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Ethics and Politics, Ancient and Modern Workshop (EPAM)

White House

Ethics and Politics, Ancient and Modern (EPAM) is a Stanford Humanities Research Workshop co-sponsored by Chris Bobonich and Josiah Ober on topics at the intersections of philosophy, political science, and classics, to name a few.

The workshop aims to provide a focus for Stanford faculty and students with a primary or secondary interest in classical moral and political philosophy, to engage faculty and students from several departments by promoting an interdisciplinary discussion among them, and, to enable graduate students and faculty to meet on a common ground, as members of a single intellectual community.

Please see the EPAM calendar on the Humanities Center Website for updates about events.


Past Events:


Carlo Cacciatori (Durham): The Ethical Aspect of Plato’s Sophist.

with comments by Chris Bobonich

Thursday, February 6, 2020, 4:15-6:00pm, Humanities Center Watt Room

light refreshments served

According to the general consensus in the scholarship, Plato’s Sophist allows two interpretations as to its philosophical scope: it is concerned with either certain ontological problems or the definition of who the sophist is. The aim of this paper is to argue for an alternative interpretative reading of the dialogue. I will demonstrate that the Sophist presents a theory of moral epistemology which is worth being studied in detail. I shall conclude that Plato’s Sophist confirms the Socratic theory of ethical intellectualism: knowledge is still acknowledged as the necessary and sufficient condition for virtue.

Carlo Cacciatori is a doctoral candidate at Durham University under the supervision of Phillip Sidney Horkey and George Boys-Stones. His research interests are directed at understanding how ethics and epistemology relate in Plato's late dialogues. He is a visiting graduate student at Stanford during the 2019-20 academic year.


Roy Lee (Stanford): The Doctrine of the Mean in the Eudemian Ethics.

with comments by Chris Bobonich

Thursday, February 20, 2020, 4:15-6:00pm, Humanities Center Board Room

light refreshments served


The Third Annual Stanford Ancient Philosophy Conference: Ancient Ethical Psychology.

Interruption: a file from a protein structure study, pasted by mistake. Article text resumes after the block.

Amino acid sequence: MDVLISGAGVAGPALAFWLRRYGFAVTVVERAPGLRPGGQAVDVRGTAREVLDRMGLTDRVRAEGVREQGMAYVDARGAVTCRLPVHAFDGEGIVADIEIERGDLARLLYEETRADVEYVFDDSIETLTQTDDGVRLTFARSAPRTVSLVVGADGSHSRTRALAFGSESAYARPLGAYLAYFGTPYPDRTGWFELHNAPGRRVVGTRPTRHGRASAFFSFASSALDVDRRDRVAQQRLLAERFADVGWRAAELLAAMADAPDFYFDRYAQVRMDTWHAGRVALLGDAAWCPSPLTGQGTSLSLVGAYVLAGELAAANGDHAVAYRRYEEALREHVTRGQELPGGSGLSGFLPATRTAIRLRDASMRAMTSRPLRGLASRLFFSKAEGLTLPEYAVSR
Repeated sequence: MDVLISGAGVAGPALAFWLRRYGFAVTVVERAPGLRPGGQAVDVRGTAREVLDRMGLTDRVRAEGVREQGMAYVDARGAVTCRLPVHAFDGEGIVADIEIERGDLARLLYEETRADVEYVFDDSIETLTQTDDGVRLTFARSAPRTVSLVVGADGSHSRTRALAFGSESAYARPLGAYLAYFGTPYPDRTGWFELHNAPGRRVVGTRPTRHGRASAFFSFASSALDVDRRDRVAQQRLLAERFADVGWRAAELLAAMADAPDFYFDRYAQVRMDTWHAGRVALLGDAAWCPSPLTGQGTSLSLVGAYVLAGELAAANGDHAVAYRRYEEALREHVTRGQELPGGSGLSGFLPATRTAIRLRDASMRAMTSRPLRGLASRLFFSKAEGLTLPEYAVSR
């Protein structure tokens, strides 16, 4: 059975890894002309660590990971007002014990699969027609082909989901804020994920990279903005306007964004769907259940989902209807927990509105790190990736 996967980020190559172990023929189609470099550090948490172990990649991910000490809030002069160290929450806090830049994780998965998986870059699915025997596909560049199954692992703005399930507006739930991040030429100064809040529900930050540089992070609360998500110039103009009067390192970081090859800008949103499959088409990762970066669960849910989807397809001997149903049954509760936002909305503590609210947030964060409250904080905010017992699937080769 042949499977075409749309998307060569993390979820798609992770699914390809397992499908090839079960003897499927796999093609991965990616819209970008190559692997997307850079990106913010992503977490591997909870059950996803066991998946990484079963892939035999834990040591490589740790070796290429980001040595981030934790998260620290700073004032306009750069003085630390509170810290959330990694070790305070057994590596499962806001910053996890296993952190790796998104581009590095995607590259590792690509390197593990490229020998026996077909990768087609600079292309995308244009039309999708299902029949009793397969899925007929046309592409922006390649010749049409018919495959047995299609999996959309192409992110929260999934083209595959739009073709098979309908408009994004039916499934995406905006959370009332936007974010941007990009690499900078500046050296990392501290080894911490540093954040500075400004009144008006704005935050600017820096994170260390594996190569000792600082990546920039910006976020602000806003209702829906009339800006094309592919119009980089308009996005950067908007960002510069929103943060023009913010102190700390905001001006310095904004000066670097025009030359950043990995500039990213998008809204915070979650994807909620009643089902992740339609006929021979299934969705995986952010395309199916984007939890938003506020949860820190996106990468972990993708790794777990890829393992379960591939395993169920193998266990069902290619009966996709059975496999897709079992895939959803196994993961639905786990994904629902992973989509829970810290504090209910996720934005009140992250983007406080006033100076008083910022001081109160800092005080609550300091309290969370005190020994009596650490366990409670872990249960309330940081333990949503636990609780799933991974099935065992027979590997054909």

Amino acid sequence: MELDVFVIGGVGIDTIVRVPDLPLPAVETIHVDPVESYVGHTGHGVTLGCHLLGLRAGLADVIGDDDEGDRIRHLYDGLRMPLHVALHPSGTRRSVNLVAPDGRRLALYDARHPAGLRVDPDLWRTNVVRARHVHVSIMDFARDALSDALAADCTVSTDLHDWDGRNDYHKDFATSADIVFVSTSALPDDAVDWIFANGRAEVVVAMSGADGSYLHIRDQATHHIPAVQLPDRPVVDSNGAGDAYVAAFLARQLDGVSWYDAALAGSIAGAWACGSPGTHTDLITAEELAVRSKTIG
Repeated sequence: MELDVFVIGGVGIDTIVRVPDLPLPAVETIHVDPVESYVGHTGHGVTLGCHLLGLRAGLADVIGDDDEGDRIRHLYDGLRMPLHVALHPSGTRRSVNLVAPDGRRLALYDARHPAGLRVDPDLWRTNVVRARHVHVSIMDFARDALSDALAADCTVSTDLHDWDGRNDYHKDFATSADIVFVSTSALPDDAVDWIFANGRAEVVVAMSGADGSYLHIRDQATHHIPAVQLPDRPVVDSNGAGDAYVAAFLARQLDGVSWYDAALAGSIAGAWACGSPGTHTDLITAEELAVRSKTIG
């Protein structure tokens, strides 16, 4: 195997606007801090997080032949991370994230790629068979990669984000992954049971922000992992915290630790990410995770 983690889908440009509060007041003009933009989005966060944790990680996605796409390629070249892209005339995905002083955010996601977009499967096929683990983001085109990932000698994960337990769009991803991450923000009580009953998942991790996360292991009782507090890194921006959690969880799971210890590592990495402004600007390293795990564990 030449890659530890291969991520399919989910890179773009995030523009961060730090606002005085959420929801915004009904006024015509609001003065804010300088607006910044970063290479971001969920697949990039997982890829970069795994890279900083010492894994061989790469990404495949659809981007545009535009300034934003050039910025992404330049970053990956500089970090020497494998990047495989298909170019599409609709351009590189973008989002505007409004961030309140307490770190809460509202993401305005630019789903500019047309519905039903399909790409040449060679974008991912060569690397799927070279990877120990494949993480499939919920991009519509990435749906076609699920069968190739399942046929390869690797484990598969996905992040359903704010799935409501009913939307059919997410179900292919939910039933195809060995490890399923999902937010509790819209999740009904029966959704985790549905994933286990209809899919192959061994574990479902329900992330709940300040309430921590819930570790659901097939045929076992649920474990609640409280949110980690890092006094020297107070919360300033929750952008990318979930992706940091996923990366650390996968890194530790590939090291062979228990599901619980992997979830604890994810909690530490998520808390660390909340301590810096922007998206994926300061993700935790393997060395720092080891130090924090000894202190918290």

February 21-23, 2020


 Anthony Price (Birkbeck, University of London): Aristotelian Continence Reconsidered.

with comments by Roy Lee

Thursday, February 27, 2020, 4:15-6:00pm, Humanities Center Board Room

light refreshments served


The Stanford Ancient Metaphysics Conference.

March 6-7, 2020


Anthony Long (Berkeley): Plato’s Republic on divinity and the Form of the Good. - CANCELLED

with comments by Thomas Slabon

Thursday, March 12, 2020, 4:15-6:00pm, Humanities Center Board Room

light refreshments served


Mark Gatten (Toronto): TBA. - CANCELLED

with comments by TBA

Thursday, March 19, 2020, 4:15-6:00pm, Humanities Center Board Room

light refreshments served



Roy Lee (Stanford): "The Eudemian Function Argument, Part 2"

with comments by Christopher Bobonich

Thursday, October 25, 2018, 4:15-6:00pm, Room 300-303


Huw Duffy (Stanford): "Plato on Higher-Order Expertise"

with comments by Grant Dowling

Thursday, November 29, 2018, 4:15-6:00pm, Room 300-303


Chris Bobonich (Stanford): "Plato on Impartiality"

with comments by Landon Hobbes

Wednesday, December 5, 2018, 4:15-6:00pm, Room 300-303


Ilaria L.E. Ramelli (Sacred Heart Major Seminary): “Social Justice and Slavery and Their Relation to Philosophical Asceticism in Antiquity and Late Antiquity”

with comments by Thomas Slabon

Monday, January 7, 2019, 4:15-6:00pm, Watt Room


Hobbes and Aristotle on the Foundation of Political Science

Thursday, February 28, 2019. 04:15 PM - 06:00 PM | Humanities Center Boardroom


Thucydides on the Problem of Imagination in the Athenian Democracy

Thursday, March 14, 2019. 04:15 PM - 06:00 PM | Watt Dining Room


Power and Citizenship in Athenian Democracy

Tuesday, April 23, 2019. 04:30 PM - 06:00 PM | Humanities Center Boardroom


Stasis and Struggles for Recognition in Aristotle's Politics V

Thursday, April 25, 2019. 03:30 PM - 05:00 PM | Humanities Center Boardroom